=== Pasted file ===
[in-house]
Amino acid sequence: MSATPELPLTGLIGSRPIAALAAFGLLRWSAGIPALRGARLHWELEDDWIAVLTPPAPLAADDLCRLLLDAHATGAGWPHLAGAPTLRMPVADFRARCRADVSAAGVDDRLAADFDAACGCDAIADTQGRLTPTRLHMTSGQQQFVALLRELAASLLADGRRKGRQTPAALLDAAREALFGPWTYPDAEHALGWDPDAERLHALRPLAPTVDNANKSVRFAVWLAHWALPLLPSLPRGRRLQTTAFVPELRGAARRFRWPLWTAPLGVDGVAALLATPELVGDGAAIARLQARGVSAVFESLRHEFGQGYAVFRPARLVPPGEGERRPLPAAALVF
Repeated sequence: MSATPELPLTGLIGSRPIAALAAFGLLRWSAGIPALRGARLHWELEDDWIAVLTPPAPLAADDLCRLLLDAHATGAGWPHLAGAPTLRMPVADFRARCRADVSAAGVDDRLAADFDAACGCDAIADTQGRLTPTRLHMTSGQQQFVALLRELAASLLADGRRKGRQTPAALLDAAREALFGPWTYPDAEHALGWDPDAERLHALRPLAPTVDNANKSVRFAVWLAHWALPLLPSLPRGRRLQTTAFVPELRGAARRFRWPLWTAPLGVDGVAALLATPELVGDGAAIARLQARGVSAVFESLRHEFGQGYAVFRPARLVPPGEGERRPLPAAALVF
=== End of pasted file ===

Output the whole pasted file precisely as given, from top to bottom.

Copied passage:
[in-house]
Amino acid sequence: MSATPELPLTGLIGSRPIAALAAFGLLRWSAGIPALRGARLHWELEDDWIAVLTPPAPLAADDLCRLLLDAHATGAGWPHLAGAPTLRMPVADFRARCRADVSAAGVDDRLAADFDAACGCDAIADTQGRLTPTRLHMTSGQQQFVALLRELAASLLADGRRKGRQTPAALLDAAREALFGPWTYPDAEHALGWDPDAERLHALRPLAPTVDNANKSVRFAVWLAHWALPLLPSLPRGRRLQTTAFVPELRGAARRFRWPLWTAPLGVDGVAALLATPELVGDGAAIARLQARGVSAVFESLRHEFGQGYAVFRPARLVPPGEGERRPLPAAALVF
Repeated sequence: MSATPELPLTGLIGSRPIAALAAFGLLRWSAGIPALRGARLHWELEDDWIAVLTPPAPLAADDLCRLLLDAHATGAGWPHLAGAPTLRMPVADFRARCRADVSAAGVDDRLAADFDAACGCDAIADTQGRLTPTRLHMTSGQQQFVALLRELAASLLADGRRKGRQTPAALLDAAREALFGPWTYPDAEHALGWDPDAERLHALRPLAPTVDNANKSVRFAVWLAHWALPLLPSLPRGRRLQTTAFVPELRGAARRFRWPLWTAPLGVDGVAALLATPELVGDGAAIARLQARGVSAVFESLRHEFGQGYAVFRPARLVPPGEGERRPLPAAALVF